Continue Reading Suspect Characteristics Identified under a Telehealth Special Fraud Alert

Certain COVID-19 emergency declaration blanket waivers are being phased out by the federal government, and health care providers should take steps to determine whether current arrangements are compliant. As background, in response to the COVID-19 public health emergency CMS previously enacted extensive temporary COVID-19 Emergency Declaration Blanket Waivers for Health Care Providers. However, the Centers for Medicare and Medicaid Services (CMS) have now determined that various regulatory requirements must be restored in order to protect the health and safety of residents in long-term care facilities.

Continue Reading NOTICE TO PROVIDERS: CMS Phasing Out Certain COVID-19 Regulatory Waivers in Long-Term Care Facilities, Hospices, and ESRD Facilities

On April 27, 2022, the Office of Inspector General (OIG) published Advisory Opinion 22-08 (Advisory Opinion) in which it declined to impose sanctions against a federally qualified health center (Requestor) for an arrangement involving the loaning of smartphones to patients to allow those patients to receive telehealth services from the Requestor. The OIG concluded that although the arrangement would constitute prohibited remuneration under the Federal anti-kickback statute (AKS) and the beneficiary inducement prohibitions of the Civil Monetary Penalties Law (CMP), the limited scope of the arrangement and the safeguards in place did not warrant the imposition of sanctions.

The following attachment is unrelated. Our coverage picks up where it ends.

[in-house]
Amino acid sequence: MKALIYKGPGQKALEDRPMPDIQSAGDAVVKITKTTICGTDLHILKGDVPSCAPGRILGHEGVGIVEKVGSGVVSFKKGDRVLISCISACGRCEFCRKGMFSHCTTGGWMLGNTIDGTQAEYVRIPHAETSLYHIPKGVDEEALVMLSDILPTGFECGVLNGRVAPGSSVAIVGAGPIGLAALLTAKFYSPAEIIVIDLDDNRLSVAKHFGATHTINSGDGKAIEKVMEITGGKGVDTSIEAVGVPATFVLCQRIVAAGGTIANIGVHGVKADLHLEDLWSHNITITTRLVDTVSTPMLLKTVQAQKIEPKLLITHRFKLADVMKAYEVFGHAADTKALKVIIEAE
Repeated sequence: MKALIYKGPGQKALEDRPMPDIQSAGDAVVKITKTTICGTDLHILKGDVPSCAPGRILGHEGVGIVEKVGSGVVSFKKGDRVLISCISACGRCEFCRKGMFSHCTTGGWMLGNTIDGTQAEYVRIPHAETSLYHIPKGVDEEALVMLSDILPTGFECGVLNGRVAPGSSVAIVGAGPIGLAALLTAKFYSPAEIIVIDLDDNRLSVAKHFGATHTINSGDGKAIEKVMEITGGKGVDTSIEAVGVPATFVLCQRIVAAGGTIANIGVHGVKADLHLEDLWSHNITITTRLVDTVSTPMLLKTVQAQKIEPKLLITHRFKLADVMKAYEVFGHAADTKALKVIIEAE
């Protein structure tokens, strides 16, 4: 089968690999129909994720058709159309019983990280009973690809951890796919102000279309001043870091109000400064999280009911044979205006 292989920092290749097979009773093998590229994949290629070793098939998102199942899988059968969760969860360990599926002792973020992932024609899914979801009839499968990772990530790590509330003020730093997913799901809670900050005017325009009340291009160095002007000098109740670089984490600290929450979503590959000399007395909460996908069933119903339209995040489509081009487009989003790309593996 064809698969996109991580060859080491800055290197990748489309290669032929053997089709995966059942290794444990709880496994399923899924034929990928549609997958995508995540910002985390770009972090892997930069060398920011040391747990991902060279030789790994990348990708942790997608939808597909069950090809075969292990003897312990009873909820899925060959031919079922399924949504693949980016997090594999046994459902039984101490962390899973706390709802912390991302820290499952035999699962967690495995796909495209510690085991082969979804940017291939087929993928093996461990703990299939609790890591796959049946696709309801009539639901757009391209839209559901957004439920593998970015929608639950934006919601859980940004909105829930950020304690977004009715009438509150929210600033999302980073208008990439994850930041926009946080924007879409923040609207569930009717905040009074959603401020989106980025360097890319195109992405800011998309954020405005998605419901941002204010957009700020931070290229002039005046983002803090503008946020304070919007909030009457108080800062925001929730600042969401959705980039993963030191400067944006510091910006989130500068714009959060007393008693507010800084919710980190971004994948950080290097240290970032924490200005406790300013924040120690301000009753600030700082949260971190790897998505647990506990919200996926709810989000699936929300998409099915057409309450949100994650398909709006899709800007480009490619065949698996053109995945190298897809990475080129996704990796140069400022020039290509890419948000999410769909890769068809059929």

Continue Reading Advisory Opinion 22-08: OIG Declines to Impose Sanctions for Loaning of Smartphones for Receipt of Telehealth Services

The Office of Inspector General (OIG) recently created a new webpage related to telehealth. The purpose of the webpage is to summarize the OIG’s telehealth oversight work to provide a summary of its findings and recommendations that can be used by policymakers and other stakeholders to evaluate potential changes to federal telehealth policies.

Continue Reading OIG Creates New Telehealth Resources Webpage

The federal Office of Inspector General (OIG) recently published a report (OIG Report) as part of a series of analyses of the expansion and utilization of telehealth in response to the COVID-19 public health emergency.  In its report, the OIG concludes that telehealth was “critical for providing services to Medicare beneficiaries during the first year of the pandemic” and that the utilization of telehealth “demonstrates the long-term potential of telehealth to increase access to health care for beneficiaries.” The OIG’s conclusions are notable because they come at a time when policymakers and health care stakeholders are determining whether and how to make permanent certain expansions of telehealth for patients nationwide.

Continue Reading OIG: Telehealth “Critical” to Maintaining Access to Care Amidst COVID-19

Effective February 3, 2022, the Massachusetts Board of Registration in Medicine (BoRM), which oversees physician licensure and the practice of medicine, updated its “Policy on Telemedicine in the Commonwealth” (Policy) to provide more guidance for licensed physicians on utilization of telemedicine in practice. BoRM initially issued this Policy in 2020 in connection with the onset of COVID-19 and the significant corresponding expansion of telemedicine and other telehealth care delivery models for patients and providers.
Continue Reading Massachusetts Updates State Telemedicine Guidance for Physicians